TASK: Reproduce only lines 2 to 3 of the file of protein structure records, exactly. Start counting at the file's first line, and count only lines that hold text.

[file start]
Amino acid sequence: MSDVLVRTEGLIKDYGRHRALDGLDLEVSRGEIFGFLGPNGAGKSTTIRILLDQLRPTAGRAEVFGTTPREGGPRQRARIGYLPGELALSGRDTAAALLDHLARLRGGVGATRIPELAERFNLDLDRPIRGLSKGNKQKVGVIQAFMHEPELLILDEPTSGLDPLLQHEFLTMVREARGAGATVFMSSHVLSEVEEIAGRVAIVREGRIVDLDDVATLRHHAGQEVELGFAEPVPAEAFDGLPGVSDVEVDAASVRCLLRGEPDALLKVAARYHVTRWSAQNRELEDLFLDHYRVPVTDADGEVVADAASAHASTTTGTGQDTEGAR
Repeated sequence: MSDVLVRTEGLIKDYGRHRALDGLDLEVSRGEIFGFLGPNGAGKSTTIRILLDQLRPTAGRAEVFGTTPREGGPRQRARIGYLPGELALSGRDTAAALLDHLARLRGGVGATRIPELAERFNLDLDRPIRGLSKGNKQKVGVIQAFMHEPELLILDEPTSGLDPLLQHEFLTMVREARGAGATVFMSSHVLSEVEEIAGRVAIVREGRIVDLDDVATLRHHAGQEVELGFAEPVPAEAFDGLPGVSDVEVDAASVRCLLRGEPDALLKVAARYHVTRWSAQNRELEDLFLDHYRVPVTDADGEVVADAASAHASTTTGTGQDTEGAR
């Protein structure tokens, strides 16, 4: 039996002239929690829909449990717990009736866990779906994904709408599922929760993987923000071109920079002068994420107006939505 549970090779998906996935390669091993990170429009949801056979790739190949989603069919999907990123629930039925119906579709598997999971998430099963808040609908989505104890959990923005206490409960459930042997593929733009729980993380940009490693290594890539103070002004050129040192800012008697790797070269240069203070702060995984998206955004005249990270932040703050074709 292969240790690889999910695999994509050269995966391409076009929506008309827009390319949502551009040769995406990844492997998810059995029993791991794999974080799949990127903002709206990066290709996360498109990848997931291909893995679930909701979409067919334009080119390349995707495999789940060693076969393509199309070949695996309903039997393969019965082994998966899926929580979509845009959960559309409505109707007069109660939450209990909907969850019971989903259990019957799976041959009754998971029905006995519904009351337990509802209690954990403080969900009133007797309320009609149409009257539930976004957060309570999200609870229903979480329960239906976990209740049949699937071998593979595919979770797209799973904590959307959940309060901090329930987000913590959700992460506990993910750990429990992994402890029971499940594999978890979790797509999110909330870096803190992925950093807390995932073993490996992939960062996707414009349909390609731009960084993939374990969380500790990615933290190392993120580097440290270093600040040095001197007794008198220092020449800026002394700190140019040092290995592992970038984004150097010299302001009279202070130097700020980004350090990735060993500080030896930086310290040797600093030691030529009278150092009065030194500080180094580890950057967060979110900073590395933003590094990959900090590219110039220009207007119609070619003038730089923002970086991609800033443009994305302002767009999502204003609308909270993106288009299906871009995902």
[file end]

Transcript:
Repeated sequence: MSDVLVRTEGLIKDYGRHRALDGLDLEVSRGEIFGFLGPNGAGKSTTIRILLDQLRPTAGRAEVFGTTPREGGPRQRARIGYLPGELALSGRDTAAALLDHLARLRGGVGATRIPELAERFNLDLDRPIRGLSKGNKQKVGVIQAFMHEPELLILDEPTSGLDPLLQHEFLTMVREARGAGATVFMSSHVLSEVEEIAGRVAIVREGRIVDLDDVATLRHHAGQEVELGFAEPVPAEAFDGLPGVSDVEVDAASVRCLLRGEPDALLKVAARYHVTRWSAQNRELEDLFLDHYRVPVTDADGEVVADAASAHASTTTGTGQDTEGAR
């Protein structure tokens, strides 16, 4: 039996002239929690829909449990717990009736866990779906994904709408599922929760993987923000071109920079002068994420107006939505 549970090779998906996935390669091993990170429009949801056979790739190949989603069919999907990123629930039925119906579709598997999971998430099963808040609908989505104890959990923005206490409960459930042997593929733009729980993380940009490693290594890539103070002004050129040192800012008697790797070269240069203070702060995984998206955004005249990270932040703050074709 292969240790690889999910695999994509050269995966391409076009929506008309827009390319949502551009040769995406990844492997998810059995029993791991794999974080799949990127903002709206990066290709996360498109990848997931291909893995679930909701979409067919334009080119390349995707495999789940060693076969393509199309070949695996309903039997393969019965082994998966899926929580979509845009959960559309409505109707007069109660939450209990909907969850019971989903259990019957799976041959009754998971029905006995519904009351337990509802209690954990403080969900009133007797309320009609149409009257539930976004957060309570999200609870229903979480329960239906976990209740049949699937071998593979595919979770797209799973904590959307959940309060901090329930987000913590959700992460506990993910750990429990992994402890029971499940594999978890979790797509999110909330870096803190992925950093807390995932073993490996992939960062996707414009349909390609731009960084993939374990969380500790990615933290190392993120580097440290270093600040040095001197007794008198220092020449800026002394700190140019040092290995592992970038984004150097010299302001009279202070130097700020980004350090990735060993500080030896930086310290040797600093030691030529009278150092009065030194500080180094580890950057967060979110900073590395933003590094990959900090590219110039220009207007119609070619003038730089923002970086991609800033443009994305302002767009999502204003609308909270993106288009299906871009995902």